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I'm currently using the following function to 'convert' a relative URL to an absolute one:

function qualifyURL(url) {
	var a = document.createElement('a');
	a.href = url;
	return a.href;
}

This works quite well in most browsers but IE6 insists on returning the relative URL still! It does the same if I use getAttribute('href').

The only way I've been able to get a qualified URL out of IE6 is to create an img element and query it's 'src' attribute - the problem with this is that it generates a server request; something I want to avoid.

So my question is: Is there any way to get a fully qualified URL in IE6 from a relative one (without a server request)?


Before you recommend a quick regex/string fix I assure you it's not that simple. Base elements + double period relative urls + a tonne of other potential variables really make it hell!

There must be a way to do it without having to create a mammoth of a regex'y solution??

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You could use js-uri to resolve the relative URI to an absolute one. –  Gumbo Jan 22 '09 at 21:58
    
Thank you Gumbo, I suppose this'll have to do. I would've liked a more concise solution but thank you anyway, I never knew this js-uri class existed! –  James Jan 23 '09 at 8:15
2  
Sweet hack! Don't care about IE6. Saved me hours. You rock. –  Tom Harrison Jr Feb 14 '12 at 16:03
    
I didn't got it working with this, I have just "foo" and I want "example.com/foo"; –  Jaime Hablutzel Jun 14 '12 at 22:05
    
The js-uri library does not seem to do what the original poster wants. –  djsmith Dec 13 '12 at 20:52
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10 Answers 10

How strange! IE does, however, understand it when you use innerHTML instead of DOM methods.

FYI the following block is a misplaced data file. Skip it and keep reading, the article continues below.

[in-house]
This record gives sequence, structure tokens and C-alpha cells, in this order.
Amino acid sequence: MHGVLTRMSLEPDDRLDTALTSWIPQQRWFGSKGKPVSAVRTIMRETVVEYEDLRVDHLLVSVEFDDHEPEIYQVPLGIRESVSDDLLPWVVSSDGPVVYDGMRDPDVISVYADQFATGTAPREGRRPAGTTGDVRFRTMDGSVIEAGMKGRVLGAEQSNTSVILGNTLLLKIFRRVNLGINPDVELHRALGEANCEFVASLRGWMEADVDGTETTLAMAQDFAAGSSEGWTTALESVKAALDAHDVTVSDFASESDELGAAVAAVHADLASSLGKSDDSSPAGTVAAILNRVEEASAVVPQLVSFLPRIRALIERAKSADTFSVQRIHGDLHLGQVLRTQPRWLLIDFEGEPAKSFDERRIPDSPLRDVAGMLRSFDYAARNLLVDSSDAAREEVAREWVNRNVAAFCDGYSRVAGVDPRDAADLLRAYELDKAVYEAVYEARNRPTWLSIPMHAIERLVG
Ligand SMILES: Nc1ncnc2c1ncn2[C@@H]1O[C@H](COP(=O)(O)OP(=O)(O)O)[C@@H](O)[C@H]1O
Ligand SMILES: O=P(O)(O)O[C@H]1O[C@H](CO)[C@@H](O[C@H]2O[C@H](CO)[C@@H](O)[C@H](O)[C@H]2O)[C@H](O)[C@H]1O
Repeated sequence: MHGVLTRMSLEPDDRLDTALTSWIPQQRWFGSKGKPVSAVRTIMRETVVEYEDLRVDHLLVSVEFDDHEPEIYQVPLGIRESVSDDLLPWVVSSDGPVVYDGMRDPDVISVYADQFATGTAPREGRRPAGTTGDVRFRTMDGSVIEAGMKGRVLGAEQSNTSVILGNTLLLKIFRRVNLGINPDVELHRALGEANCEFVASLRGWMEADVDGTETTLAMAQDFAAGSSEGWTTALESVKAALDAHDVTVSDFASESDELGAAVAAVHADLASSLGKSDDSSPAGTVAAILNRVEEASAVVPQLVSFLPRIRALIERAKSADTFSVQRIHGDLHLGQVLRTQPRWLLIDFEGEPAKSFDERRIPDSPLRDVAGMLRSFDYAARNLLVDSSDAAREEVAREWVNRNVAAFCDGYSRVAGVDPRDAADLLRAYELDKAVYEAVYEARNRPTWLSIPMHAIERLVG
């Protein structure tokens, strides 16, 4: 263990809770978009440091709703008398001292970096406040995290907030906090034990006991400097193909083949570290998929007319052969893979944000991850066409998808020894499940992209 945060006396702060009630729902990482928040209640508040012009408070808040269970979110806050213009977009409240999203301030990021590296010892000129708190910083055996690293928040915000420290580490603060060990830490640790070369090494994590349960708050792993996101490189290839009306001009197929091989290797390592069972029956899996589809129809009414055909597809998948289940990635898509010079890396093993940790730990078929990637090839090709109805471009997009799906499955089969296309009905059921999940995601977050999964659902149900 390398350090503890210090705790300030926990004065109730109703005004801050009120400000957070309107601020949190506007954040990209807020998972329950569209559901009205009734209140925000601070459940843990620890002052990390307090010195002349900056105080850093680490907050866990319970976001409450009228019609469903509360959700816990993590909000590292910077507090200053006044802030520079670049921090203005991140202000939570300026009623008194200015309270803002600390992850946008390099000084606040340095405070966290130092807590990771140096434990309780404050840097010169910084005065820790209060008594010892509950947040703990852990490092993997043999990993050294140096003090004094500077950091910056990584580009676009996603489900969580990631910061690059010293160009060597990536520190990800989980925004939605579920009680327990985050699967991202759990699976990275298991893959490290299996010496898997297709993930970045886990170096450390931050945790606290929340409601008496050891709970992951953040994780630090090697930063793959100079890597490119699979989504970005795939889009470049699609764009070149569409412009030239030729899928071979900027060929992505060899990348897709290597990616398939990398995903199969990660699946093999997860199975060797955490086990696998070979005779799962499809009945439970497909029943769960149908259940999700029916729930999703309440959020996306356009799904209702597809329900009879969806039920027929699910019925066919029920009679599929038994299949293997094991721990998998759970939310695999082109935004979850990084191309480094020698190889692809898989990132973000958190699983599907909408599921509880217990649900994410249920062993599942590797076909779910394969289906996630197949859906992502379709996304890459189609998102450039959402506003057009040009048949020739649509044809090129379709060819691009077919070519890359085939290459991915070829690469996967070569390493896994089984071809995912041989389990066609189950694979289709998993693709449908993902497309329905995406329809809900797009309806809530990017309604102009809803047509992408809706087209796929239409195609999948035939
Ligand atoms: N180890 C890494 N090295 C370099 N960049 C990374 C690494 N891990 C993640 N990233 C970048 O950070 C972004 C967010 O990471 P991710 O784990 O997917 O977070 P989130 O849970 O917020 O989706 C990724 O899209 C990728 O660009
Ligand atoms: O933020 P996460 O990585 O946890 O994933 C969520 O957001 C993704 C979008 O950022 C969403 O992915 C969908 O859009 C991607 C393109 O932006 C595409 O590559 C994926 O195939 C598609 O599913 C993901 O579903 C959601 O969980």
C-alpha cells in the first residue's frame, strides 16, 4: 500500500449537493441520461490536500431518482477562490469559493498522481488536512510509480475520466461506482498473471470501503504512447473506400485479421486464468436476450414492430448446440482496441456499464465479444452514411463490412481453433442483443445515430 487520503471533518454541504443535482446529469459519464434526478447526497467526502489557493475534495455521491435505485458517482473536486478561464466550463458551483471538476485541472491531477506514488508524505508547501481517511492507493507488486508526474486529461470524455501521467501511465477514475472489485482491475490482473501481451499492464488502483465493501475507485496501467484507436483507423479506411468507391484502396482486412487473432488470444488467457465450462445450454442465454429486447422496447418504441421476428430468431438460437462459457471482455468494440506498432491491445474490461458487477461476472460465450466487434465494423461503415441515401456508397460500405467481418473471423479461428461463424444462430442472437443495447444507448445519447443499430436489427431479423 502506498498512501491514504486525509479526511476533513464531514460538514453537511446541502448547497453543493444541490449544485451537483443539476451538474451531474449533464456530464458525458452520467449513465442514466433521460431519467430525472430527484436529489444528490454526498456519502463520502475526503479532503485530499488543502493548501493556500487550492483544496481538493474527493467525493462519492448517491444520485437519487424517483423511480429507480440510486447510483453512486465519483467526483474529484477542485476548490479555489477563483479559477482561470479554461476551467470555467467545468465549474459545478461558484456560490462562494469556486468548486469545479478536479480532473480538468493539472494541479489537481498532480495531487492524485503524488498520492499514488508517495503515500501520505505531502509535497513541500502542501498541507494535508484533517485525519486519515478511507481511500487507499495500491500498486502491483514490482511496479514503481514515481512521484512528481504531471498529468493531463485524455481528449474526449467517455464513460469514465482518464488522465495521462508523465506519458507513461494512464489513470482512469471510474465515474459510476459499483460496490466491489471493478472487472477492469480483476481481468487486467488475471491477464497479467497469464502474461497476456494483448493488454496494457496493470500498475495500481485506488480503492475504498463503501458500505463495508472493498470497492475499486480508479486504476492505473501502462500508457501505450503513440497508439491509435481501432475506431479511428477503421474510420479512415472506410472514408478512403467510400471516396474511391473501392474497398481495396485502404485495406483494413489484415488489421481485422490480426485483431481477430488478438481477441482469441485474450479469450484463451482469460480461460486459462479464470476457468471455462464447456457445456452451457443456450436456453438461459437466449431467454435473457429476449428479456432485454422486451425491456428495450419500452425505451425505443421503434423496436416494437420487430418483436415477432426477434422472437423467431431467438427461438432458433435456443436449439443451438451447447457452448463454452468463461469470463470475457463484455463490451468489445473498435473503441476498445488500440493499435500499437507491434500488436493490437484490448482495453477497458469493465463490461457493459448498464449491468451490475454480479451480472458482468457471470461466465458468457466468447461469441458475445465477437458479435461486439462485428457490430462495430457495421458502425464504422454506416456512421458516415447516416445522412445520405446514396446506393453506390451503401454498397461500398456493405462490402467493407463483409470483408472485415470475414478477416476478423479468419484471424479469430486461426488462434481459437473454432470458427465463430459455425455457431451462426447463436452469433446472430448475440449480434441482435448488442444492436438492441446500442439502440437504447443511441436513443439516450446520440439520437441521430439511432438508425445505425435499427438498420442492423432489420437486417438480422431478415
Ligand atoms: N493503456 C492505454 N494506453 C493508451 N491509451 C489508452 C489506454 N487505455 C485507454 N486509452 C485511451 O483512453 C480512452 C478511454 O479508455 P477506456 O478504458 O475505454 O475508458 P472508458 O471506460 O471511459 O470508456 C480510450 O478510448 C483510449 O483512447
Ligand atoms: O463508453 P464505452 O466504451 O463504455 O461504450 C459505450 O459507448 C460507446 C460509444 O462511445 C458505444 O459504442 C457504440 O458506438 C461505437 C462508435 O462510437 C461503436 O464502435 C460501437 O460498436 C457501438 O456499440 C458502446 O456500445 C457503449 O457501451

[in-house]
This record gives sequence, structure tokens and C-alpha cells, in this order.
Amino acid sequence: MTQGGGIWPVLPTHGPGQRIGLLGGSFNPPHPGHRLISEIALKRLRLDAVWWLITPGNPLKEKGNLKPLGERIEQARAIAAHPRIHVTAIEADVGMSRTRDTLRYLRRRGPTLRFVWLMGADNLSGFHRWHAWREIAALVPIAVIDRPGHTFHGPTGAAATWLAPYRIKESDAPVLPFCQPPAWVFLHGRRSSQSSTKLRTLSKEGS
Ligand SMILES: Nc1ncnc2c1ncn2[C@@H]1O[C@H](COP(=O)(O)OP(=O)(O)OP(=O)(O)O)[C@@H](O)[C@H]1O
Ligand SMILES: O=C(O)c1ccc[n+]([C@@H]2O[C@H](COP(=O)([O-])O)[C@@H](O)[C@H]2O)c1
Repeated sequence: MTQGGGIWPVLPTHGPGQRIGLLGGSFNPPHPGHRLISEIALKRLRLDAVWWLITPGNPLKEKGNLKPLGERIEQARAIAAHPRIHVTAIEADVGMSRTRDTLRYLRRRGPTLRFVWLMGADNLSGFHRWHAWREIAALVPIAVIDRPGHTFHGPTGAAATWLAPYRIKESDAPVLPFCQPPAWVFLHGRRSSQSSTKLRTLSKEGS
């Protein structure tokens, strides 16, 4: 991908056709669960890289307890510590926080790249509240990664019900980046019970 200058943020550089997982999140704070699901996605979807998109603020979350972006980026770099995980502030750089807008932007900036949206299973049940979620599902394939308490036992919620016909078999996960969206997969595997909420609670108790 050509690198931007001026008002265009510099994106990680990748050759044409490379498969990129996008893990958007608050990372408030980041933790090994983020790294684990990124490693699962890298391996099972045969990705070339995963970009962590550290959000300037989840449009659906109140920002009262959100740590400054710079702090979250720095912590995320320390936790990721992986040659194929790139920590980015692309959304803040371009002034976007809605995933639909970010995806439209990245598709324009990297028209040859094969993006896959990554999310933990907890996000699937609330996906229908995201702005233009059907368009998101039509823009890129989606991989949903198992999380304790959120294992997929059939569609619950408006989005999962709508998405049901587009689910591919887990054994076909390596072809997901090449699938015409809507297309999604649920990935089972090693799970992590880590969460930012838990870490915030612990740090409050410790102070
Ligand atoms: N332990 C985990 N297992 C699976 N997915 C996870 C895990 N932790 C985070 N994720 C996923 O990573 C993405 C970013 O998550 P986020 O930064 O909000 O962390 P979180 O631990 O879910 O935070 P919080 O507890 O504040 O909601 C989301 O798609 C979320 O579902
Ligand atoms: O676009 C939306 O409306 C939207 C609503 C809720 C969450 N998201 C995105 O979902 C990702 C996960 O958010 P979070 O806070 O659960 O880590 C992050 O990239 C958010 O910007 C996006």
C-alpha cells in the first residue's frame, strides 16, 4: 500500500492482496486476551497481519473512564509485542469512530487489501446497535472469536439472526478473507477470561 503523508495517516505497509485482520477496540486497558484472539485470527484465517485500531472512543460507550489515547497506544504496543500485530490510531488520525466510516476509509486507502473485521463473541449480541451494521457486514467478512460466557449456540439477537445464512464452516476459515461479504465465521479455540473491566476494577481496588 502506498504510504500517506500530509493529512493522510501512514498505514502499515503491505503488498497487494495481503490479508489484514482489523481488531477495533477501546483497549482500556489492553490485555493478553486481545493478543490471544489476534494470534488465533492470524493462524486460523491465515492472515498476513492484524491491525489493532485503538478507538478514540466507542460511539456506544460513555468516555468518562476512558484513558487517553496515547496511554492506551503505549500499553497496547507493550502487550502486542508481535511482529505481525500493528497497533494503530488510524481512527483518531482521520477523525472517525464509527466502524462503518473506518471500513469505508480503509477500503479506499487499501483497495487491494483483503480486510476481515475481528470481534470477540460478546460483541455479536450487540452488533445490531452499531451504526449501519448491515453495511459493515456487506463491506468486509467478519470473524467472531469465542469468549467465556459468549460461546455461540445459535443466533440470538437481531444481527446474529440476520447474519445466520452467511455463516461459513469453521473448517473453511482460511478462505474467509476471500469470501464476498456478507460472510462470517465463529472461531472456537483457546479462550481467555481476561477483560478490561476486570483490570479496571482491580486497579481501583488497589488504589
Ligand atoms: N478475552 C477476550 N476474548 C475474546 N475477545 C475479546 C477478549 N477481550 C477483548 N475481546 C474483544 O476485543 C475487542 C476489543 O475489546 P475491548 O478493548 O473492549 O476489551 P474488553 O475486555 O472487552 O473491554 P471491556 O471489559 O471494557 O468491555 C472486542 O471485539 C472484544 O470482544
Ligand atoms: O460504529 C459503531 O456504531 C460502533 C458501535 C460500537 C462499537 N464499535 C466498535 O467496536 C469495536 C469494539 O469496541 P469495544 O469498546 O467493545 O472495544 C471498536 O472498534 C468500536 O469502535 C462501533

function escapeHTML(s) {
    return s.split('&').join('&amp;').split('<').join('&lt;').split('"').join('&quot;');
}
function qualifyURL(url) {
    var el= document.createElement('div');
    el.innerHTML= '<a href="'+escapeHTML(url)+'">x</a>';
    return el.firstChild.href;
}

A bit ugly, but more concise than Doing It Yourself.

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Awesome, thanks bobince! –  James Jan 24 '09 at 21:18
1  
This method works great for me! Thanks for posting it! –  zachleat Oct 19 '09 at 20:09
    
Confirmed working in IE7. –  djsmith Dec 13 '12 at 20:57
    
jsfiddle.net/z9MQE –  fsb Jul 6 '13 at 19:40
    
I found this similar solution on a blog which doesn't need the code to escape: stackoverflow.com/a/22918332/82609 –  Sebastien Lorber Apr 7 at 16:46
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As long as the browser implements the <base> tag correctly, which browsers tend to:

function resolve(url, base_url) {
  var doc      = document
    , old_base = doc.getElementsByTagName('base')[0]
    , old_href = old_base && old_base.href
    , doc_head = doc.head || doc.getElementsByTagName('head')[0]
    , our_base = old_base || doc_head.appendChild(doc.createElement('base'))
    , resolver = doc.createElement('a')
    , resolved_url
    ;
  our_base.href = base_url;
  resolver.href = url;
  resolved_url  = resolver.href; // browser magic at work here

  if (old_base) old_base.href = old_href;
  else doc_head.removeChild(our_base);
  return resolved_url;
}

Here's a jsfiddle where you can experiment with it: http://jsfiddle.net/ecmanaut/RHdnZ/

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waho, best response ever. I wish I can upvote 10 times. –  Hartator Jul 2 '13 at 23:08
    
It's three years late to the party, so it will take awhile to rise to the top without either marketing or lots of people having the issue and wanting a code-conservative and accurate solution. –  ecmanaut Jul 3 '13 at 17:11
    
Better late than ever. I think your solution is clever and more robust than the other, to rely on the browser seems the way to do. Even if it might be perceived king of hacky to inject base tag. –  Hartator Jul 5 '13 at 10:41
    
Other than supporting arbitrary base URLs, how exactly is this different than the solution presented in the question? Does it work on IE 6? –  John Jul 21 '13 at 1:27
    
That is the only difference. If you have an IE6 around, follow the link above and try; if the last form element says google.com/search?foo=bar it does work in IE6. –  ecmanaut Jul 21 '13 at 7:59
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You could use https://gist.github.com/1088850 to resolve the relative URI to an absolute one. It's simple and pure js.